An entry in the Haynes Guide to Yellowstone reads, “Through a small opening … you descend a ladder into the kitchen. The peculiar damp and heated atmosphere of the interior produces a queer sensation and the desire to seek fresh air at once.” Turns out that “queer sensation” was probably the onset of carbon dioxide poisoning. Park officials closed the feature in 1939 after dangerous levels of CO2 were detected.

Those who spent time in Yellowstone’s Midway Geyser Basin will certainly understand the name reportedly given it by Rudyard Kipling in 1889. The geyser dome he’d dubbed Hell’s Half Acre is bordered by the Firehole River, which runs alongside the large moonscape that emits plumes of steam across its desolate surface. Here lies Grand Prismatic Spring, the largest hot spring in the United States. Adjacent to that eye- popping wonder is Excelsior, a steaming crater named by Col. Philetus Norris, the park’s second superintendent and no fan of devil-centric names. When that geyser last erupted in 1881, Norris seized on the opportunity to give it a more regal name to replace its original moniker, the Cauldron, a reference to the Devil’s Cookware.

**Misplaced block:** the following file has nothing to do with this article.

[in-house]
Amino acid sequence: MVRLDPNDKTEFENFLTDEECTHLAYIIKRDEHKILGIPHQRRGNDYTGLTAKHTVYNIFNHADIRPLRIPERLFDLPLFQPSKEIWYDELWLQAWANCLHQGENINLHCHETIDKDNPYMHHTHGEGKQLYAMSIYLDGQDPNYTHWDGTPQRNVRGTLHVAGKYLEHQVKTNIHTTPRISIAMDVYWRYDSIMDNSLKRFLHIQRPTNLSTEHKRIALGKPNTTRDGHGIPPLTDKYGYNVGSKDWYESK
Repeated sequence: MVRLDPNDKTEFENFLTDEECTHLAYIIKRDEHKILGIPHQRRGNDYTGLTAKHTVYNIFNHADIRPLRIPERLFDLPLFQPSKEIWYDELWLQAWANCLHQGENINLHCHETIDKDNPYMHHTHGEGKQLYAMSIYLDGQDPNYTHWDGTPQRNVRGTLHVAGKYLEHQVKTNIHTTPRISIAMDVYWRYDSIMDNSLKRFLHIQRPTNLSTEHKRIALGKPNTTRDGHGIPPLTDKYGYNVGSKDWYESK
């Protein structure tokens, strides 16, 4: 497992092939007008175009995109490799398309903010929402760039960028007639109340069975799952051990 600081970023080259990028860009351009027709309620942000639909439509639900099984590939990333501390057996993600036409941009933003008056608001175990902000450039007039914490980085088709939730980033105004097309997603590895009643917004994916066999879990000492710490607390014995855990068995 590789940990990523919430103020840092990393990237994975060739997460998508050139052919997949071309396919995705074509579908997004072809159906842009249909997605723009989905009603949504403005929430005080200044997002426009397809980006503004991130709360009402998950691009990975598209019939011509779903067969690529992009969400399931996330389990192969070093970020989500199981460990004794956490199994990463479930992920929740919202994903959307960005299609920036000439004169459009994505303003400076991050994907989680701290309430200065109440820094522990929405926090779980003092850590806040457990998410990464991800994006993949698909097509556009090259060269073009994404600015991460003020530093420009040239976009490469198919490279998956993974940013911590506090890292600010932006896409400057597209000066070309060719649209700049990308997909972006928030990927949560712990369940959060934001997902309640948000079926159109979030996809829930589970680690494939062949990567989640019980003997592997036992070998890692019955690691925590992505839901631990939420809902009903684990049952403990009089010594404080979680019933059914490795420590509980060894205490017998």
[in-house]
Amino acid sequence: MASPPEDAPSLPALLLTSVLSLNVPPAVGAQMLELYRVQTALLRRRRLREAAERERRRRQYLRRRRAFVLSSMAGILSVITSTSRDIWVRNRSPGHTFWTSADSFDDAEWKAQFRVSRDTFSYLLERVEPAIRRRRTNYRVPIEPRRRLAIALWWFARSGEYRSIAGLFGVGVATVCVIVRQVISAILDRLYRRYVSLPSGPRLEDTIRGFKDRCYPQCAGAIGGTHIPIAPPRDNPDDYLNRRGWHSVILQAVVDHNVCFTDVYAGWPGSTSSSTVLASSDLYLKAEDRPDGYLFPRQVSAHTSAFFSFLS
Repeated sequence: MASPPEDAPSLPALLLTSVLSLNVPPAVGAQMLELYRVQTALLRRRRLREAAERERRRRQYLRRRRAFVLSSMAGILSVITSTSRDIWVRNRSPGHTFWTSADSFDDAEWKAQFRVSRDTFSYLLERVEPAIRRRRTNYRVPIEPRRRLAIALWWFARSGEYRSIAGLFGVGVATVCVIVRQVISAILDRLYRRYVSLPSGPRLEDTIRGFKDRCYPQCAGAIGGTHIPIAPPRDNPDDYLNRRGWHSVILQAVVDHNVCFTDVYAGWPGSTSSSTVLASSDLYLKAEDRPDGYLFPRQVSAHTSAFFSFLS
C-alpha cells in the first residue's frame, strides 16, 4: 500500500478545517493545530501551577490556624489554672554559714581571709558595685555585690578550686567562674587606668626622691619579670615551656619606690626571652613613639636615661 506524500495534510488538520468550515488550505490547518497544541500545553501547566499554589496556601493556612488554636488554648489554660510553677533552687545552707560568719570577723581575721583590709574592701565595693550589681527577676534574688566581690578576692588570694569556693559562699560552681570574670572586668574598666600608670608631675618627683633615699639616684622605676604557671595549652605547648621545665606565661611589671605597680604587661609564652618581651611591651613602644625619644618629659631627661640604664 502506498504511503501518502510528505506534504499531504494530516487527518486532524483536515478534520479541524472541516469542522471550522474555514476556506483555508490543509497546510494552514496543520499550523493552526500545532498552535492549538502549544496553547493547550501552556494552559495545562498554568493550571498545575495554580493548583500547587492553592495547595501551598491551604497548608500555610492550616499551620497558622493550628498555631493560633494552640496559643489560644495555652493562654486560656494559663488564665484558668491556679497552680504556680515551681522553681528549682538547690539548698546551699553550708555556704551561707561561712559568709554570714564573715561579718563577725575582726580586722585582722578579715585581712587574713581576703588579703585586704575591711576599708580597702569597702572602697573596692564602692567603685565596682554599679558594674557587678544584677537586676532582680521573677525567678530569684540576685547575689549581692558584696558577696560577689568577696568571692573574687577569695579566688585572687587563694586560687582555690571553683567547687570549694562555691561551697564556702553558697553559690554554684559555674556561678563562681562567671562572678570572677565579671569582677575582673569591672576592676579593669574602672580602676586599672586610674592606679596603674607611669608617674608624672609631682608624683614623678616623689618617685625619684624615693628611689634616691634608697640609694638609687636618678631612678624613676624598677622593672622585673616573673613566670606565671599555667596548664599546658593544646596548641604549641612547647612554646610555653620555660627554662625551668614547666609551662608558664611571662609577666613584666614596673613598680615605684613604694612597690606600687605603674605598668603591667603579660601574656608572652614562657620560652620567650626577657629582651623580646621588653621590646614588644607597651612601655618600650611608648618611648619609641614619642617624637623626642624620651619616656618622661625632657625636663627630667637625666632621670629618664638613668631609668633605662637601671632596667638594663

Speaking of cookware, Frying Pan Spring is a nice little roadside hot spring just north of the Norris Geyser Basin that offers a short, wheelchair-accessible boardwalk leading to a foul-smelling, olive-colored hot spring tucked into the forest. The surface of the water is broken by a constant, hissing riot of small bubbles, suggesting the sound and appearance of a sizzling frying pan. Back in the day this pool wasn’t just anyone’s frying pan. It was the Devil’s Frying Pan.